Range-wide declines in northern bobwhite populations (Colinus virginianus) have been attributed to concomitant loss of breeding habitat. Bobwhite management efforts to restore this habitat resource can be informed by empirical studies of associations between breeding success and multi-scale habitat attributes. We compared bobwhite nest success in 2 southern Iowa landscapes as a function of microhabitat and landscape composition. Lake Sugema Fish and Wildlife Area (LSWA) was managed to promote bobwhite recruitment, and Harrisburg Township (HT) was an adjacent landscape dominated by private agricultural production. Survival rate modeling based on telemetry data provided evidence for age-specific daily nest survival rate. Daily survival rates decreased as nest age increased, but the decline was more severe at HT. Nest survival at LSWA (S = 0.495, SE = 0.103) was nearly twice that on HT (S = 0.277, SE = 0.072). We found no evidence that habitat composition or spatial attributes within 210 m of a nest site significantly influenced nest success. Forb canopy at the nest site had a positive influence on nest success at HT but not at LSWA. We suggest nesting habitat with greater forb canopy cover will increase the opportunity for nesting success in landscapes with limited nesting habitat.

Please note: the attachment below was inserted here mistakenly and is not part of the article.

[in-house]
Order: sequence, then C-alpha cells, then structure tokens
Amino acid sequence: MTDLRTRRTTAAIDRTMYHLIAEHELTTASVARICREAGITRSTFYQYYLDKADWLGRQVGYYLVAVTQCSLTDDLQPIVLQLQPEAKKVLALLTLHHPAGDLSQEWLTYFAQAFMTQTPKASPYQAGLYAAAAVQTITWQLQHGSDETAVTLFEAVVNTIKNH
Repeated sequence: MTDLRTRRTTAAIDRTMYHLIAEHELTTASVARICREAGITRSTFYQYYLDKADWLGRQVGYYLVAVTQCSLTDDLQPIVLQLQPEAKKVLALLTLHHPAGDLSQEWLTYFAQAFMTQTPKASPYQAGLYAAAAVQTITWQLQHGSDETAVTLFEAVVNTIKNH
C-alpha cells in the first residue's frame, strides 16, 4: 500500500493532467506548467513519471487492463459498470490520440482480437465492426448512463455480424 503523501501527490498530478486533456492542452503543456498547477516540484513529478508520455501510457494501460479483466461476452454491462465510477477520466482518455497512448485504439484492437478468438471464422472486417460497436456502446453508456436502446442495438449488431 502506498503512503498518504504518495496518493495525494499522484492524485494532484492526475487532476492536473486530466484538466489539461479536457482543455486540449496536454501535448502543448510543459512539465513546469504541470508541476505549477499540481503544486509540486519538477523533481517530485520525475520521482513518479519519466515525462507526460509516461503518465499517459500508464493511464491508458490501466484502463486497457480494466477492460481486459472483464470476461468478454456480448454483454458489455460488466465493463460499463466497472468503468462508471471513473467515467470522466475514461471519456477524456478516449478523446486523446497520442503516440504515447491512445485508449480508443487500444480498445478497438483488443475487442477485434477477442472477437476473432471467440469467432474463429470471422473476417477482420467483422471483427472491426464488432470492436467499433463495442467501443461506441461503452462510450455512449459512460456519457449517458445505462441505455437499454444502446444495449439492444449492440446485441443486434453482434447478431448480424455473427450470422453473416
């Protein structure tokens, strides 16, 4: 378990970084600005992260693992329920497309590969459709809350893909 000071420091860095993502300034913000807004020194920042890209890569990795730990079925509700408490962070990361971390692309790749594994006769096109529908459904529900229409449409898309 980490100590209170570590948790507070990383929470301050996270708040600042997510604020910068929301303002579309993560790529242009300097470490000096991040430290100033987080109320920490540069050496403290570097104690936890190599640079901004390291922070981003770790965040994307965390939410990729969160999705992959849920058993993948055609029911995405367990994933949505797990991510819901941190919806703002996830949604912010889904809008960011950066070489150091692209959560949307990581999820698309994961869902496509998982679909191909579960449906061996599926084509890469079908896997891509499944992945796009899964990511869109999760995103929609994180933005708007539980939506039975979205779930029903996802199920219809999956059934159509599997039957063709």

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Vol. 75 • No. 1